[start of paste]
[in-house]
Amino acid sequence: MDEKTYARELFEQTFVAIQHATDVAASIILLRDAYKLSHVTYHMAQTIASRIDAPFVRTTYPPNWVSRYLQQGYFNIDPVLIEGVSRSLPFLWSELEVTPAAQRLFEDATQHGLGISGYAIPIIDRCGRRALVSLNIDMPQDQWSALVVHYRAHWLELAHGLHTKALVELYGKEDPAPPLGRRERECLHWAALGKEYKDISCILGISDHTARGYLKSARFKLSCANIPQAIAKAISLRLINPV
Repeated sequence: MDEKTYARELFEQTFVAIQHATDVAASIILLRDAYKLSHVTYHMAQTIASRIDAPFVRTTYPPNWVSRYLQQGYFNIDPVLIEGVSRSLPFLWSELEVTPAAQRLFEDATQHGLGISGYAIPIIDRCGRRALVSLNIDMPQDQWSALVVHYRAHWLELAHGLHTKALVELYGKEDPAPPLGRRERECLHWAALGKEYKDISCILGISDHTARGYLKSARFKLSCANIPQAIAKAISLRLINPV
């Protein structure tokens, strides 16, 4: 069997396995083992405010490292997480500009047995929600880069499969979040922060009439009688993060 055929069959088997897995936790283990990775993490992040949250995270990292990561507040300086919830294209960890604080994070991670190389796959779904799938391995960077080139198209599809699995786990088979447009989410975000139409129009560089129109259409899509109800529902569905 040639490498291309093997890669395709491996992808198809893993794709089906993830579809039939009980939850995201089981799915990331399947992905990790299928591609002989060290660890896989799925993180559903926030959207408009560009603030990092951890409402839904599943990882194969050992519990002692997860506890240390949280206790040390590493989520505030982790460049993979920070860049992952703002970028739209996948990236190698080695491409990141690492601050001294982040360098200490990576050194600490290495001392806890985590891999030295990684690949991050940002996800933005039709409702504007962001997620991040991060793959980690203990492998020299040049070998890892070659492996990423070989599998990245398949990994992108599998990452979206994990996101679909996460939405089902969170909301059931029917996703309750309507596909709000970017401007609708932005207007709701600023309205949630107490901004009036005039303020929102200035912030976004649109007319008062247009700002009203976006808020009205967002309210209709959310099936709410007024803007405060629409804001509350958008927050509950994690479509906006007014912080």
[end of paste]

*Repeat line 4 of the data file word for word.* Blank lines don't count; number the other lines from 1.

């Protein structure tokens, strides 16, 4: 069997396995083992405010490292997480500009047995929600880069499969979040922060009439009688993060 055929069959088997897995936790283990990775993490992040949250995270990292990561507040300086919830294209960890604080994070991670190389796959779904799938391995960077080139198209599809699995786990088979447009989410975000139409129009560089129109259409899509109800529902569905 040639490498291309093997890669395709491996992808198809893993794709089906993830579809039939009980939850995201089981799915990331399947992905990790299928591609002989060290660890896989799925993180559903926030959207408009560009603030990092951890409402839904599943990882194969050992519990002692997860506890240390949280206790040390590493989520505030982790460049993979920070860049992952703002970028739209996948990236190698080695491409990141690492601050001294982040360098200490990576050194600490290495001392806890985590891999030295990684690949991050940002996800933005039709409702504007962001997620991040991060793959980690203990492998020299040049070998890892070659492996990423070989599998990245398949990994992108599998990452979206994990996101679909996460939405089902969170909301059931029917996703309750309507596909709000970017401007609708932005207007709701600023309205949630107490901004009036005039303020929102200035912030976004649109007319008062247009700002009203976006808020009205967002309210209709959310099936709410007024803007405060629409804001509350958008927050509950994690479509906006007014912080």